On several occasions, the organ failed completely. When Pierre Pincemaille was preparing for a recital, the huge organ blower “threw its fans.” After years of torque from starting the heavy machine, the rivets were worn, and when they failed, torn sheet metal blew through the windlines into the big windchest. It must have made quite a noise. And there was David Wallace to dismantle the blower and take the fans to a local sheet metal company that fabricated new vanes overnight, and though Pincemaille only had a few hours to prepare, the concert went on as scheduled.1

Ray spoke of the challenges of communicating with an organ that was operating at such a low level. FOKO was working diligently to keep the organ going, but the instrument was unraveling. After the organ was reinstalled following the renovation of the auditorium, the press heralded the triumphant return of the “restored” Kotzschmar Organ. While the organ had not, in fact, been restored, its condition was substantially improved, allowing a fresh start for programming. Cornils resumed the work of inviting prominent organists to present recitals, serving as the tireless and gracious host as he introduced them to the organ.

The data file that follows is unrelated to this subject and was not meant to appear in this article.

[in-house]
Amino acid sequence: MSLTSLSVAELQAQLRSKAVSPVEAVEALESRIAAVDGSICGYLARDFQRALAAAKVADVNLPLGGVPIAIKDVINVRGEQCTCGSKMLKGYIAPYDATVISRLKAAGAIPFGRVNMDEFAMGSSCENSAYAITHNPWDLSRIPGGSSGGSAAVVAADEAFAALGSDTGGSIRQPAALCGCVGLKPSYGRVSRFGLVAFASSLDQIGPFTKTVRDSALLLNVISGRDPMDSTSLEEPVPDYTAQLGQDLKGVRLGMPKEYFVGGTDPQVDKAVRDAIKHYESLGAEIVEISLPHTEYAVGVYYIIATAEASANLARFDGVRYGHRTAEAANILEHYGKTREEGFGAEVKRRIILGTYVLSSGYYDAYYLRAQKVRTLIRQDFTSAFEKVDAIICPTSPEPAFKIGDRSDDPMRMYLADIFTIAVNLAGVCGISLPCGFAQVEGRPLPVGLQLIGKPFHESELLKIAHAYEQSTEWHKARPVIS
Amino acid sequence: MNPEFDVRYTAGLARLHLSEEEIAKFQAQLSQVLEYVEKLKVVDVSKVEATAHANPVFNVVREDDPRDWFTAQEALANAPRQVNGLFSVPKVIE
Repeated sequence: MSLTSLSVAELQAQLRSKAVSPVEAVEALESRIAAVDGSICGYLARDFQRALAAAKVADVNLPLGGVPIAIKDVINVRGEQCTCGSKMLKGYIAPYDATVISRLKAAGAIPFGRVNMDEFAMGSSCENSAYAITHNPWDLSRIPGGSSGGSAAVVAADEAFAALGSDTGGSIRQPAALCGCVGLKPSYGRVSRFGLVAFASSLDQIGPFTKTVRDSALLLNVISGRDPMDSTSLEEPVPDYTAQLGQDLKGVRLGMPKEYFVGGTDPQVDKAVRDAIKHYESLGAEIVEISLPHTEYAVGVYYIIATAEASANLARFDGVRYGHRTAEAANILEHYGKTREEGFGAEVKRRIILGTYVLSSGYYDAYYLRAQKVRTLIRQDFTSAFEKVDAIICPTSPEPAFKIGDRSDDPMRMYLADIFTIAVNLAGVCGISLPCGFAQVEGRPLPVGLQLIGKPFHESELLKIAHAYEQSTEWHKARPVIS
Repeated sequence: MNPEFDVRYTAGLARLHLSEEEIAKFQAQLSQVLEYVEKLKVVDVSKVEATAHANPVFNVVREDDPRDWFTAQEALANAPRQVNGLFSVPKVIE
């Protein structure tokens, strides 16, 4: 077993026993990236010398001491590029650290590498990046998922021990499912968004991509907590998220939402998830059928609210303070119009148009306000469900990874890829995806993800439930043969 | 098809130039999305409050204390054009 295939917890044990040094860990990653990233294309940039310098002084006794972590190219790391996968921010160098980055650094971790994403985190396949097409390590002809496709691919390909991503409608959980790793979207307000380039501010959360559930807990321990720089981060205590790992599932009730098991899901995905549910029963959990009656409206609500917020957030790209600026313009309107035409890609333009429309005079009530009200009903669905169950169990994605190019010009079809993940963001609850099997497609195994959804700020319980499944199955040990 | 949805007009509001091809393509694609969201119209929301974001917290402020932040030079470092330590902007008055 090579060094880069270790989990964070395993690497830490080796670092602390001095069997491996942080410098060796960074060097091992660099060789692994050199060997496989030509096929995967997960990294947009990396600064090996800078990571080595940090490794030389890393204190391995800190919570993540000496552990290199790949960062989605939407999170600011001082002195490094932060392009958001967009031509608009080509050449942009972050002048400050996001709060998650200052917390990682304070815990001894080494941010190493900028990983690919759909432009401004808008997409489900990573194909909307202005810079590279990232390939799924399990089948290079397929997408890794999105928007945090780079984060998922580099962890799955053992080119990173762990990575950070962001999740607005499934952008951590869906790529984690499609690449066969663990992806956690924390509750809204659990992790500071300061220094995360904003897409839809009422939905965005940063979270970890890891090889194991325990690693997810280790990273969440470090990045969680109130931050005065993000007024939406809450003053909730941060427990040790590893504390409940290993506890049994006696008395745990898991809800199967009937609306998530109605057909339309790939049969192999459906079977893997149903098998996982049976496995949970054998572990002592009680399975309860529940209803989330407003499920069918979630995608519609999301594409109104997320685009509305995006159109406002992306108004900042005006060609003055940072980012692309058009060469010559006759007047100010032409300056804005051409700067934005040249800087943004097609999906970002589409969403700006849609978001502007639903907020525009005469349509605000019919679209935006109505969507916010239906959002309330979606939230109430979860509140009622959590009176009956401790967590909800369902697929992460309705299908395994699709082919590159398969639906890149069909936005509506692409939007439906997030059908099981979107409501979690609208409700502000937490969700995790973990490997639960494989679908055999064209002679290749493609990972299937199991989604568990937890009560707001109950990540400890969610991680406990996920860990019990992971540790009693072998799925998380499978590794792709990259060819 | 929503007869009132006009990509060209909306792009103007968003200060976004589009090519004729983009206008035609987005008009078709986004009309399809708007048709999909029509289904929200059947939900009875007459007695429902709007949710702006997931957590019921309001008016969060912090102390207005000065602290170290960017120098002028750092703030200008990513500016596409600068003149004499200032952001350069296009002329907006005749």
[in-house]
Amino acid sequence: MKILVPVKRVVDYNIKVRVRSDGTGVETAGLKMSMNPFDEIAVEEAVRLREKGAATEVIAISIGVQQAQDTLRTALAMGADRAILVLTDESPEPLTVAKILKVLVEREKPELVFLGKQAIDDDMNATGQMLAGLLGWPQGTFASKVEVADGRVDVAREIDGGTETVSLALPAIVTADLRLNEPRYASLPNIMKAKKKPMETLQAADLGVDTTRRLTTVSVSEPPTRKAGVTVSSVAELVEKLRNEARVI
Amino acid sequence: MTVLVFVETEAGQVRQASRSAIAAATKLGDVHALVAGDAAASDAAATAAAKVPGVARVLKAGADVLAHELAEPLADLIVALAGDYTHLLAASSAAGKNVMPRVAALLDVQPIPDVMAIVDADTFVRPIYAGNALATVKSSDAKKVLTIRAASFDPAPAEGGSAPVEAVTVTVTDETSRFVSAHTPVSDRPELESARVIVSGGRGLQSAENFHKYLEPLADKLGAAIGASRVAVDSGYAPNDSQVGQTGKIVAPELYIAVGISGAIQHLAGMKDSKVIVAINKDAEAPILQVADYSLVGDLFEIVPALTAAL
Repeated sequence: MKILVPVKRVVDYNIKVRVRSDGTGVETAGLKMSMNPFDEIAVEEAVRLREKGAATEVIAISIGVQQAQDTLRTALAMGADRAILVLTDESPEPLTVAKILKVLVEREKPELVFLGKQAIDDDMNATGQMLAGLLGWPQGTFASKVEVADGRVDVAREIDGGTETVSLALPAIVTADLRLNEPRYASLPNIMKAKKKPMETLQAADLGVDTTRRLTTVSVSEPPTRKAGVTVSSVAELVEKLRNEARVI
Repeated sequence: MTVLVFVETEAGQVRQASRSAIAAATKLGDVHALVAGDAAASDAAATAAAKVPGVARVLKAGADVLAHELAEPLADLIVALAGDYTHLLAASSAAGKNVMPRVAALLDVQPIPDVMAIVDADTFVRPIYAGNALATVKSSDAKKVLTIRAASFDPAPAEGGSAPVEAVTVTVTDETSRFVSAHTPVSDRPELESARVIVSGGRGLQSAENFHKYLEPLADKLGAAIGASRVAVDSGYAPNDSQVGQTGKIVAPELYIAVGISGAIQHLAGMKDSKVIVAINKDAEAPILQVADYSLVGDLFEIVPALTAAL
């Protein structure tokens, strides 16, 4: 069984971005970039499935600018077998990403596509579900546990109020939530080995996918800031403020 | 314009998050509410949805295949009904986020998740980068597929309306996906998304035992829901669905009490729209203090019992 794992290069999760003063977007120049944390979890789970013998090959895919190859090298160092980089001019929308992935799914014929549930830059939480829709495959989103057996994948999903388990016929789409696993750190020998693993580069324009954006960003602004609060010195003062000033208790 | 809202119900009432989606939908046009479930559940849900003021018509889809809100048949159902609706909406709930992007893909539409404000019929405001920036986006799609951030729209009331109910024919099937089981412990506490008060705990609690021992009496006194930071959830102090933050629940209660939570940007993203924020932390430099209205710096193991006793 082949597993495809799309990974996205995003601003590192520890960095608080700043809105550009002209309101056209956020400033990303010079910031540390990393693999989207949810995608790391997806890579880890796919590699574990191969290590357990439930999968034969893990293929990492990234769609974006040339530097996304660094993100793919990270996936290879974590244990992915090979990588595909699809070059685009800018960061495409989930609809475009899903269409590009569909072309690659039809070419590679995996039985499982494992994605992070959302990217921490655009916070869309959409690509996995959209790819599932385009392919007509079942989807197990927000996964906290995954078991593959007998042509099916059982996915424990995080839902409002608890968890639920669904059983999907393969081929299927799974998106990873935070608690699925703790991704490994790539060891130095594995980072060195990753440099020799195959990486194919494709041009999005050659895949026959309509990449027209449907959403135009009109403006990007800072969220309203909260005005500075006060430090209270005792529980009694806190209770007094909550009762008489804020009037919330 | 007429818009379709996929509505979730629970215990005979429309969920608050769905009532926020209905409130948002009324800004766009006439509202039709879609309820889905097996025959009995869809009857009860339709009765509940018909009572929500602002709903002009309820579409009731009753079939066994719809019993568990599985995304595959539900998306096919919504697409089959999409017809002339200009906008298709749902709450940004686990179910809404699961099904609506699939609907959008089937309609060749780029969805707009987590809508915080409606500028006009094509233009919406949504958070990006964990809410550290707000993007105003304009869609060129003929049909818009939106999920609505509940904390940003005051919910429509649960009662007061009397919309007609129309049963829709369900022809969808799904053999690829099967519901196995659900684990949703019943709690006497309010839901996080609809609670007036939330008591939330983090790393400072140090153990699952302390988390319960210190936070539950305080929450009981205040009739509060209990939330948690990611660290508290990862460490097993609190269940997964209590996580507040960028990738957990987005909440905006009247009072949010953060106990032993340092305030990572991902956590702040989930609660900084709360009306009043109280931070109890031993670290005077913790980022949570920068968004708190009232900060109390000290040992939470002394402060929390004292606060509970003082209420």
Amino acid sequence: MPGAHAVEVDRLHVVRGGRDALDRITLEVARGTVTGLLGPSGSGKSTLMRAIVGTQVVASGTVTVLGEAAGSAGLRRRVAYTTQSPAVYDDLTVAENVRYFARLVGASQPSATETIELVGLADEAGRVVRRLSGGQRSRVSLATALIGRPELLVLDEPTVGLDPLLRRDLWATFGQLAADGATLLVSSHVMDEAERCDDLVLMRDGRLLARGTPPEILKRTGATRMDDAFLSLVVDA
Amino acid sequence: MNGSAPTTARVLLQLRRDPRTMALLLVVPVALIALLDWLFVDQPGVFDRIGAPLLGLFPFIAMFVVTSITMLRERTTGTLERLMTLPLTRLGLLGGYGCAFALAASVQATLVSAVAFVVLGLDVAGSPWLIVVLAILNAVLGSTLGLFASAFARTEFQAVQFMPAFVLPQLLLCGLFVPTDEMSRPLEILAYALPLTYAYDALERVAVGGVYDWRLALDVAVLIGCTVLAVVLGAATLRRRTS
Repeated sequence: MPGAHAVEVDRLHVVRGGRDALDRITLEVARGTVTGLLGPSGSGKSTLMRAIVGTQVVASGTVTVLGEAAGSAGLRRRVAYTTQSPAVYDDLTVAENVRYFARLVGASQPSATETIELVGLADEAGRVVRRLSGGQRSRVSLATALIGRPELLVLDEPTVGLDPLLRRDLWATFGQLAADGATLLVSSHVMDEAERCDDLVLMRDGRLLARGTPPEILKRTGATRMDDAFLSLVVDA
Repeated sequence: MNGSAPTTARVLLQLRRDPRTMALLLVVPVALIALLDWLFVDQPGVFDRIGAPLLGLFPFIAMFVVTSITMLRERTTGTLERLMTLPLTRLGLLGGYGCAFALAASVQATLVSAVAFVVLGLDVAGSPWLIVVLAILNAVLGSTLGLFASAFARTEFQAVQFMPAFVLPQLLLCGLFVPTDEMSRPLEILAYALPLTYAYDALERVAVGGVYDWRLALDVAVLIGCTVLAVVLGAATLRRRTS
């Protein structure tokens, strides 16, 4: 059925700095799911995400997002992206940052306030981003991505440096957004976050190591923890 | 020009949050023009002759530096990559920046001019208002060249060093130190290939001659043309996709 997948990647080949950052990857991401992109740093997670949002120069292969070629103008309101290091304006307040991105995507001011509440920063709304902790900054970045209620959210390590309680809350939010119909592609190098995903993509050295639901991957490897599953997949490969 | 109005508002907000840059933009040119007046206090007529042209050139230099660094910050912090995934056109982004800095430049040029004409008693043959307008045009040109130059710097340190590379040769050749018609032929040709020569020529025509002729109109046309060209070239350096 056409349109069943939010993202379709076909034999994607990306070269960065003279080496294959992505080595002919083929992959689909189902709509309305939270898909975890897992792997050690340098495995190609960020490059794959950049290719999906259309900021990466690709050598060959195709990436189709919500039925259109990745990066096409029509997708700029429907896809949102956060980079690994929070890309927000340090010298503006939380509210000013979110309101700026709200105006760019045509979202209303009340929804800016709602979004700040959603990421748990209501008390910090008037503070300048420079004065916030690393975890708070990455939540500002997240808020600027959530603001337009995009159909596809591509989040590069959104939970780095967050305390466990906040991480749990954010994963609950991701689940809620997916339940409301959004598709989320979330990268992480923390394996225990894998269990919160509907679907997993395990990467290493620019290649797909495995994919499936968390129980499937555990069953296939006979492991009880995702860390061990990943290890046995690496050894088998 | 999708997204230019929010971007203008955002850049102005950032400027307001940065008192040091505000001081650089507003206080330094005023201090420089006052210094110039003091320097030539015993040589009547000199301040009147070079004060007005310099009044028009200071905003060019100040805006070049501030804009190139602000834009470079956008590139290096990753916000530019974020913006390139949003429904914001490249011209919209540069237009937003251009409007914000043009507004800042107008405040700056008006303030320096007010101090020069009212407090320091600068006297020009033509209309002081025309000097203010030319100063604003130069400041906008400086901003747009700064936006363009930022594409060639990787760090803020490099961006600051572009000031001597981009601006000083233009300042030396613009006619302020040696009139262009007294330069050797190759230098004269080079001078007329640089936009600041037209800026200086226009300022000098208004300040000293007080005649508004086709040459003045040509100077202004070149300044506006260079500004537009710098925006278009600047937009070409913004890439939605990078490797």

When I asked Ray what impact the position had on him over the years, he answered, “the ability to listen.” To listen to reactions of the audience to the artists and music being presented. To listen to the input of lay people serving on the FOKO board as they commented on what sells and what doesn’t. To listen to himself as he spoke at meetings, as he conducted the relationship with the city, and as he addressed audiences about the music he was playing. To listen to his playing, trying always to be a growing musician and effective communicator. To listen to the organ, responding to what it seemed to be able to do best. And to listen to the guest artists, noticing what they were able to get out of the organ and how they did it.

It is unusual for an organist to get to hear their home organ played regularly by different people. It is more usual that the “home” organist of a church never hears anyone else playing the organ, which is often not to the advantage of the listener. Ray spoke at length about the value of that part of his work. It’s a challenge for any organist to arrive in town with a few days to prepare a concert on a strange organ, especially one that’s not in terrific condition.